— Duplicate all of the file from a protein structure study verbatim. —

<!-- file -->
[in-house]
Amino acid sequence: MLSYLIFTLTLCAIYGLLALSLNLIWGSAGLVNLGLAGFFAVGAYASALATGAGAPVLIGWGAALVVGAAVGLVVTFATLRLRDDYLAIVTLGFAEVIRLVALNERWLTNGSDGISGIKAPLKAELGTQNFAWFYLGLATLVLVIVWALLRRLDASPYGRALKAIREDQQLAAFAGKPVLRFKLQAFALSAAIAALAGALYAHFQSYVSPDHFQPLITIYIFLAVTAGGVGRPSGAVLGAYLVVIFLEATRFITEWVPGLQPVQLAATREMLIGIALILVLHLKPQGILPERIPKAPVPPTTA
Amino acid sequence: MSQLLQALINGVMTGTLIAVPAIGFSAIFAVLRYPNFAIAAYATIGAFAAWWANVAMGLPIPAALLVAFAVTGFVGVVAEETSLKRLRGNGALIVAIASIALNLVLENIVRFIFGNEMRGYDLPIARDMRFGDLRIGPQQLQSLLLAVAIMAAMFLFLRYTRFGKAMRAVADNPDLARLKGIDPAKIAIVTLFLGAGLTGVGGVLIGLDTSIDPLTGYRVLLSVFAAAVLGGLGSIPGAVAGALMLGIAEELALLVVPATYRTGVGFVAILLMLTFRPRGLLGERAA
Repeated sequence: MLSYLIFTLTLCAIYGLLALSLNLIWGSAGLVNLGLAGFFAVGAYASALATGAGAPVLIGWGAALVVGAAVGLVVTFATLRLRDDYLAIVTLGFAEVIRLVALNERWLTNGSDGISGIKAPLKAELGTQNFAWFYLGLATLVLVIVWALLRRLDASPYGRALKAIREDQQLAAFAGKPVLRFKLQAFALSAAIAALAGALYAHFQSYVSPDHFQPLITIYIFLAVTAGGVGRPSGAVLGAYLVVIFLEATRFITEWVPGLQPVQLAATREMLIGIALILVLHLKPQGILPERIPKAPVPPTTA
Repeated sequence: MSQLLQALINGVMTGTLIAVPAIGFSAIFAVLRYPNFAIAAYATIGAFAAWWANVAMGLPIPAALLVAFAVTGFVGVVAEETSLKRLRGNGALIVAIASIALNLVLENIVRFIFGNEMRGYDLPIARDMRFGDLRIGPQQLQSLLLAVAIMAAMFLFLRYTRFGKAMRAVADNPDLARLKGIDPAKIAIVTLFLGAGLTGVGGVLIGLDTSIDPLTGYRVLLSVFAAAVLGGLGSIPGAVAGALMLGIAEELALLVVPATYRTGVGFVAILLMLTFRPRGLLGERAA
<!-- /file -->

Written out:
[in-house]
Amino acid sequence: MLSYLIFTLTLCAIYGLLALSLNLIWGSAGLVNLGLAGFFAVGAYASALATGAGAPVLIGWGAALVVGAAVGLVVTFATLRLRDDYLAIVTLGFAEVIRLVALNERWLTNGSDGISGIKAPLKAELGTQNFAWFYLGLATLVLVIVWALLRRLDASPYGRALKAIREDQQLAAFAGKPVLRFKLQAFALSAAIAALAGALYAHFQSYVSPDHFQPLITIYIFLAVTAGGVGRPSGAVLGAYLVVIFLEATRFITEWVPGLQPVQLAATREMLIGIALILVLHLKPQGILPERIPKAPVPPTTA
Amino acid sequence: MSQLLQALINGVMTGTLIAVPAIGFSAIFAVLRYPNFAIAAYATIGAFAAWWANVAMGLPIPAALLVAFAVTGFVGVVAEETSLKRLRGNGALIVAIASIALNLVLENIVRFIFGNEMRGYDLPIARDMRFGDLRIGPQQLQSLLLAVAIMAAMFLFLRYTRFGKAMRAVADNPDLARLKGIDPAKIAIVTLFLGAGLTGVGGVLIGLDTSIDPLTGYRVLLSVFAAAVLGGLGSIPGAVAGALMLGIAEELALLVVPATYRTGVGFVAILLMLTFRPRGLLGERAA
Repeated sequence: MLSYLIFTLTLCAIYGLLALSLNLIWGSAGLVNLGLAGFFAVGAYASALATGAGAPVLIGWGAALVVGAAVGLVVTFATLRLRDDYLAIVTLGFAEVIRLVALNERWLTNGSDGISGIKAPLKAELGTQNFAWFYLGLATLVLVIVWALLRRLDASPYGRALKAIREDQQLAAFAGKPVLRFKLQAFALSAAIAALAGALYAHFQSYVSPDHFQPLITIYIFLAVTAGGVGRPSGAVLGAYLVVIFLEATRFITEWVPGLQPVQLAATREMLIGIALILVLHLKPQGILPERIPKAPVPPTTA
Repeated sequence: MSQLLQALINGVMTGTLIAVPAIGFSAIFAVLRYPNFAIAAYATIGAFAAWWANVAMGLPIPAALLVAFAVTGFVGVVAEETSLKRLRGNGALIVAIASIALNLVLENIVRFIFGNEMRGYDLPIARDMRFGDLRIGPQQLQSLLLAVAIMAAMFLFLRYTRFGKAMRAVADNPDLARLKGIDPAKIAIVTLFLGAGLTGVGGVLIGLDTSIDPLTGYRVLLSVFAAAVLGGLGSIPGAVAGALMLGIAEELALLVVPATYRTGVGFVAILLMLTFRPRGLLGERAA